The Nuts and Bolts of it

The procedures for the brake pad/caliper/rotor replacement are really straightforward (follow your shop manual) and you can easily do this at home. Since my brakes and wheel bearings had not been apart for many years, I decided it was a good time to tear down the rear trailing arms to inspect and re-pack the bearings as well as the fronts. If there is any doubt at all, now is the time to do it. Here’s the short version.

Once the car is in the air and safely supported with jackstands, remove the wheels. You can do this one end at a time or all at once. Using a line wrench, disconnect the hard metal brake lines where the rubber hoses connect since you will be installing the new braided stainless steel lines included in the kit. On the front there is a small clip that attaches the rubber line to the frame bracket that you can pry off with a screwdriver while leaving the hose attached to the caliper. Next, just remove the two caliper attaching bolts that hold it to the caliper bracket and slip it right off with the brake pads intact. It’s the same idea on the rear except the metal lines will remain with the calipers as you remove them.

Now is when you remove the front hubs. Take the time to clean all the bearings, adjuster nuts and washers completely and then dry them with air. Make sure to keep them in order so they remain matched with their original position and bearing race.

In my case, the rear trailing arms include aftermarket “slip fit” stub axles from Tom’s Differentials. That means all I have to do is remove the half-shaft and the flange retaining nut and it all slips apart easily for service. If your car still has the original press-fit arrangement and you decide to service the bearings, you’re going to need some special skills, tools and some extra time. It can be done at home if you do your homework. None of this is required to do the Wilwood brake install, so you can plan accordingly.

After inspecting and re-packing the bearings, reassemble everything in reverse order. Pay close attention to the markings on the new rotors and calipers because they are position specific. After making sure the bracket threads are clean, you can now slip the new calipers in place with the pads already installed in them. Simply drop them over the rotors and torque them to the caliper brackets using the new supplied bolts on the rear and the originals on the front. Wilwood recommends a little red Loctite 271 on the threads for insurance. Next you will be installing the new stainless brake lines, which feed to the center of the caliper bodies through 90° steel fittings (use some Teflon tape on the threads). Route the lines to clear all components while allowing for component movement. Turn the front wheels lock to lock to check for any contact and reposition as necessary. At this point, it’s time for bleeding and the best advice I can give you is to go slow and that “gravity bleeding” works great on ’Vettes.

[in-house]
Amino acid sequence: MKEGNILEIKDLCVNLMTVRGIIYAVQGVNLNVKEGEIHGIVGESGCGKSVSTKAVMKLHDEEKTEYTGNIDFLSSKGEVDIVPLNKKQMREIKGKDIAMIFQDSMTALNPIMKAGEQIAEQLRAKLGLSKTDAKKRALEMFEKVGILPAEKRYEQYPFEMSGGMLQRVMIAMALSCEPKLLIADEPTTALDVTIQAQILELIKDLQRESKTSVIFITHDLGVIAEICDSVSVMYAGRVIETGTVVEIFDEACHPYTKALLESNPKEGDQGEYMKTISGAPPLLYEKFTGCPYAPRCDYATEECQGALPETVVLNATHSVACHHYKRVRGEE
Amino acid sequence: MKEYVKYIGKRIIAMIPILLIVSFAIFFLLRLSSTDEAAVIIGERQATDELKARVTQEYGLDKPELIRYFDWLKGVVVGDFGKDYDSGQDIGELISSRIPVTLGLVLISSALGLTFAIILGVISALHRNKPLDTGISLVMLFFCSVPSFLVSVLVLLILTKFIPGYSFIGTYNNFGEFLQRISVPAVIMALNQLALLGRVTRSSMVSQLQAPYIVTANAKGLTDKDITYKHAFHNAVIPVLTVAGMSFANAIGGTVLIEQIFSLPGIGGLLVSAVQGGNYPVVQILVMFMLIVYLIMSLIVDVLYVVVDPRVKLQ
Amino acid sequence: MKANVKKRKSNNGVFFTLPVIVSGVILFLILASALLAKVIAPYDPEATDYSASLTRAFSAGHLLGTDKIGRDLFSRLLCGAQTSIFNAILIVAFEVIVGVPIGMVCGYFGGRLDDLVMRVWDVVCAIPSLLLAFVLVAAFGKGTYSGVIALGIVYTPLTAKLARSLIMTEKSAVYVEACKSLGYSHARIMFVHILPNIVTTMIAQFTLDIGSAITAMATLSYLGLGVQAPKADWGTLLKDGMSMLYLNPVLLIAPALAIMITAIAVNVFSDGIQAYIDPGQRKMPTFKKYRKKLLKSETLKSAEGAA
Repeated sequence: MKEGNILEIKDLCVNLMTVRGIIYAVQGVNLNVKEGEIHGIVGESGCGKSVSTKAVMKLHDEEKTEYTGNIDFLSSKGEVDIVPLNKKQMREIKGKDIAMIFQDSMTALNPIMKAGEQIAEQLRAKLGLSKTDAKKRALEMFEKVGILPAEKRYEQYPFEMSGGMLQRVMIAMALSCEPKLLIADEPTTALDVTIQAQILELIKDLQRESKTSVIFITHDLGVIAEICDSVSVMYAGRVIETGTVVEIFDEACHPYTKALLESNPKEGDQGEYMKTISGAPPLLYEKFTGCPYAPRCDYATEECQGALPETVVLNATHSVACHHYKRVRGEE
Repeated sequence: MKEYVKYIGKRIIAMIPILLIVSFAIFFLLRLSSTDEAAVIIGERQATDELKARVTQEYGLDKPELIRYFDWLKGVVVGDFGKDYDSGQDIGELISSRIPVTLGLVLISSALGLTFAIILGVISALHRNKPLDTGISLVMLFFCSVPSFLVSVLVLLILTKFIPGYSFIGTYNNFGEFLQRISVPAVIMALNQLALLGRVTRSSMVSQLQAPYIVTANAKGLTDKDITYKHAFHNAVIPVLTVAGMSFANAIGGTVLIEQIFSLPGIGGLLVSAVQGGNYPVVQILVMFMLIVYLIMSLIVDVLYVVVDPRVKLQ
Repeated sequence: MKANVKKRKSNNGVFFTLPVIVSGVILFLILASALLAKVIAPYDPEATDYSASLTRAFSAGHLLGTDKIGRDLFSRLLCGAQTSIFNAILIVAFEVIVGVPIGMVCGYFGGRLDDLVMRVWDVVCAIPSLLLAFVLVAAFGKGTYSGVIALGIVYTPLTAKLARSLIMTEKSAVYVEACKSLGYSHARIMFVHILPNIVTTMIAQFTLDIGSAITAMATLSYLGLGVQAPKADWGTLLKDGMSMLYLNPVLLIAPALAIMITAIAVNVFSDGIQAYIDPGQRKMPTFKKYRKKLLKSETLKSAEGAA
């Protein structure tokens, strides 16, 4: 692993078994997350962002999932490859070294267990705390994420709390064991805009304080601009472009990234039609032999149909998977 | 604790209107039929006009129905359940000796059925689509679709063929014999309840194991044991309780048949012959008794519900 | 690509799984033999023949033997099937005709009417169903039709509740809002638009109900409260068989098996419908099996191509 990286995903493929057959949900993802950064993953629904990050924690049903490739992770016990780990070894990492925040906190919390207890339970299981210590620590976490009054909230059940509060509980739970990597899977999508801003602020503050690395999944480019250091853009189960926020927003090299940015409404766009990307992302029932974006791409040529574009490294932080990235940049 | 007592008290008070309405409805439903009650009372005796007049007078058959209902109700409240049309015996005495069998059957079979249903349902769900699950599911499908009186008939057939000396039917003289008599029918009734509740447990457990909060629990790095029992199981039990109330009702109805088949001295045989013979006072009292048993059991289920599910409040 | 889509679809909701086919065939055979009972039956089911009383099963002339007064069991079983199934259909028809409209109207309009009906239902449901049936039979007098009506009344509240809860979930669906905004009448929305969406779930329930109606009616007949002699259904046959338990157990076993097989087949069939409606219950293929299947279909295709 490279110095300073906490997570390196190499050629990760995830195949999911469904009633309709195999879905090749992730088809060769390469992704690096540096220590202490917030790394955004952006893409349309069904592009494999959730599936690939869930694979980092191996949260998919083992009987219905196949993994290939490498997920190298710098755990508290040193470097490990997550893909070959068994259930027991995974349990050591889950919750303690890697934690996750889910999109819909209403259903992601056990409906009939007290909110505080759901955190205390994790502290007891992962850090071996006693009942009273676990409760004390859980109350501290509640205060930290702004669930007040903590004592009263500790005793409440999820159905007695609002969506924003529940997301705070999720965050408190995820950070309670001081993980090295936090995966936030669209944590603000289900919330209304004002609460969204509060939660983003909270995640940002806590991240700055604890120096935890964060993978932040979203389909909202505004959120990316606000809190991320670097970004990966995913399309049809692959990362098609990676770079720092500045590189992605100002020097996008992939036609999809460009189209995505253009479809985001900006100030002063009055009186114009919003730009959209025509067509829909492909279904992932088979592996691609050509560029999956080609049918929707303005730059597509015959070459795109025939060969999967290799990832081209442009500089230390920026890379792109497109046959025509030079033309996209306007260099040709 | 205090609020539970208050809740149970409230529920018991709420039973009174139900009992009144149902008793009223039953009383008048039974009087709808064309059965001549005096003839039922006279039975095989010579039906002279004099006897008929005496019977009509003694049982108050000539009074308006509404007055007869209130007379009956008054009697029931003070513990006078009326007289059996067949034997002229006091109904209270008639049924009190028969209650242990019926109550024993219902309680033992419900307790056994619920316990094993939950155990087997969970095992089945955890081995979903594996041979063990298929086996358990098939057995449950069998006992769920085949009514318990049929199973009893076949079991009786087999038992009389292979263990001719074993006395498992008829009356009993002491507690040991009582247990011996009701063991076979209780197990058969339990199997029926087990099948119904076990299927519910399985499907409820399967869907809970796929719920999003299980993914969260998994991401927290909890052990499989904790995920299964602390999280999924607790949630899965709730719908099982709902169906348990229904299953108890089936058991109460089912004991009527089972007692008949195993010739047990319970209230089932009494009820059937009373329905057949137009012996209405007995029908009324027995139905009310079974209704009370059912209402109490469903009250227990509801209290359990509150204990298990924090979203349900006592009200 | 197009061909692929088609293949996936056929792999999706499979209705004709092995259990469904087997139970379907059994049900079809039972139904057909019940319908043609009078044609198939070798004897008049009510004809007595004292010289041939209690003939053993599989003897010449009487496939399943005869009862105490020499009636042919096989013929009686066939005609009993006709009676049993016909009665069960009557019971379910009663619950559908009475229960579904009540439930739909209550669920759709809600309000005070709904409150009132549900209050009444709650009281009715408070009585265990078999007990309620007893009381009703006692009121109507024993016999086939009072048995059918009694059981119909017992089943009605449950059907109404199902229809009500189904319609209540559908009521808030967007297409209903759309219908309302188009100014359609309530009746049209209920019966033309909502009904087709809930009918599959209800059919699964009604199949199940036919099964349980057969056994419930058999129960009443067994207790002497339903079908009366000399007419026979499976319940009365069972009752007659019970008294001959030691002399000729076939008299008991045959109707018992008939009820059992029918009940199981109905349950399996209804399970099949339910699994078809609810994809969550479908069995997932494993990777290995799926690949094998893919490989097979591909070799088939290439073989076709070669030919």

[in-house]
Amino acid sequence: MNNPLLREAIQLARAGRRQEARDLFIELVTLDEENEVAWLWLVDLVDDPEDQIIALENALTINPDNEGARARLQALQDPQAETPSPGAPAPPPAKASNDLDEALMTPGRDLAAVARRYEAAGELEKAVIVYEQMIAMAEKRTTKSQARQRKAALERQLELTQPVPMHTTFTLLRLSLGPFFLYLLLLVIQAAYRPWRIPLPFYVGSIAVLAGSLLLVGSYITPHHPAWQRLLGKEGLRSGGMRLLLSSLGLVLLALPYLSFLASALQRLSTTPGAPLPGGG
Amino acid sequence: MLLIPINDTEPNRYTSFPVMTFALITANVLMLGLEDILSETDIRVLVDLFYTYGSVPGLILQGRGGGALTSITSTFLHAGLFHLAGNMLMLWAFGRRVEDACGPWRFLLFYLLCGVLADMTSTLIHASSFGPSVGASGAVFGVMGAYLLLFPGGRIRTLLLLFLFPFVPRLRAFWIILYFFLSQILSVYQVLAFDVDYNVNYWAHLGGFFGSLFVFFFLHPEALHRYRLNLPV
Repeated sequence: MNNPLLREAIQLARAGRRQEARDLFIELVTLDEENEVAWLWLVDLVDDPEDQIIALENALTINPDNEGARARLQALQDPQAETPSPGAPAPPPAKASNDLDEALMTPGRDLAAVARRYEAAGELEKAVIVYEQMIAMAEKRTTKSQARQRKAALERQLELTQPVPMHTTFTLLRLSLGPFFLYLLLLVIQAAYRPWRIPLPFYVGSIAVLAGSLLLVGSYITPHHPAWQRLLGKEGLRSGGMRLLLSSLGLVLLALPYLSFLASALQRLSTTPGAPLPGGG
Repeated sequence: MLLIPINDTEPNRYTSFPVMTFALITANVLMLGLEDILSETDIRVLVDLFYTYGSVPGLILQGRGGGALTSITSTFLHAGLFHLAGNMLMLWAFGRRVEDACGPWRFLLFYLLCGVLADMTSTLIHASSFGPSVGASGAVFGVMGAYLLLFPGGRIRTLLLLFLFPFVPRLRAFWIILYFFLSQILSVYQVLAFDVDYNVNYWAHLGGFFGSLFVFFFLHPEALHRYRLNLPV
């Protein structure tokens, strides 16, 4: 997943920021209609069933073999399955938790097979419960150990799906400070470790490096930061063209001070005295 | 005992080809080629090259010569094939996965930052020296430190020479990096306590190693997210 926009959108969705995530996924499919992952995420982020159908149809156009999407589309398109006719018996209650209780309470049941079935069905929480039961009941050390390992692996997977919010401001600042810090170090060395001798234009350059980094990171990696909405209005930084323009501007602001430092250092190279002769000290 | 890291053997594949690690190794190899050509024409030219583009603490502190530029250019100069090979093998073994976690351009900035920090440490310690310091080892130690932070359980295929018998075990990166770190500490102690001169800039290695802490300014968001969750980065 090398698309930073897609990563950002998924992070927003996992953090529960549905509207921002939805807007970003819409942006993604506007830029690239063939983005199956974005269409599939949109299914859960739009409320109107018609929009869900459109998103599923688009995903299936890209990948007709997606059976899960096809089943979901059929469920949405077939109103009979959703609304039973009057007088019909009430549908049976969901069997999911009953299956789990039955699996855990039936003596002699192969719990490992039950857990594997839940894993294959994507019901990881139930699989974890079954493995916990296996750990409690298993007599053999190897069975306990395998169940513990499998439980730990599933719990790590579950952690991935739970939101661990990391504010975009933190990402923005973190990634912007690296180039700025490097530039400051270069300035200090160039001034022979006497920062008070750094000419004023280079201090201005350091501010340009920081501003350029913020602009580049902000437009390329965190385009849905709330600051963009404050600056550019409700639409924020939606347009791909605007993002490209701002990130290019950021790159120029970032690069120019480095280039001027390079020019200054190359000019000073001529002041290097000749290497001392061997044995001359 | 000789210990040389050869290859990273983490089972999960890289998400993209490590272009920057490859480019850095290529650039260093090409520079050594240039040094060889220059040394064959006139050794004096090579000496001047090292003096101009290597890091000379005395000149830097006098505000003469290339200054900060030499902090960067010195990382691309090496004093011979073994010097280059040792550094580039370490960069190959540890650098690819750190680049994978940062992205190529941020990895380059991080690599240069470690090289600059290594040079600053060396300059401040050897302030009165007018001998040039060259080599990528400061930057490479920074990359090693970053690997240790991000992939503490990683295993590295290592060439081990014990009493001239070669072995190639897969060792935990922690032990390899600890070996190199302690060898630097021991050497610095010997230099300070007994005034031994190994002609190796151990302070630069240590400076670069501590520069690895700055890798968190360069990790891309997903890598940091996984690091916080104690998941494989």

Once you have it all together, give everything one last look over before installing the wheels. There should be no interference problems with most 15-inch wheels, but inspect closely to be sure. There’s nothing more important than your brakes, so if there is anything that doesn’t seem right, stop and find out why.

You will want to drive slowly for the first few miles to check operation and then look things over one last time before starting the recommended Wilwood bedding procedure for the rotors and pads. The idea is to make progressively faster low-speed hard stops from 5 through 20 mph to check the operation. Next you really start to work them to create some initial heat and then let them cool while driving at moderate speeds. After that, you’re ready to put them to the test!

 

Braking it all Down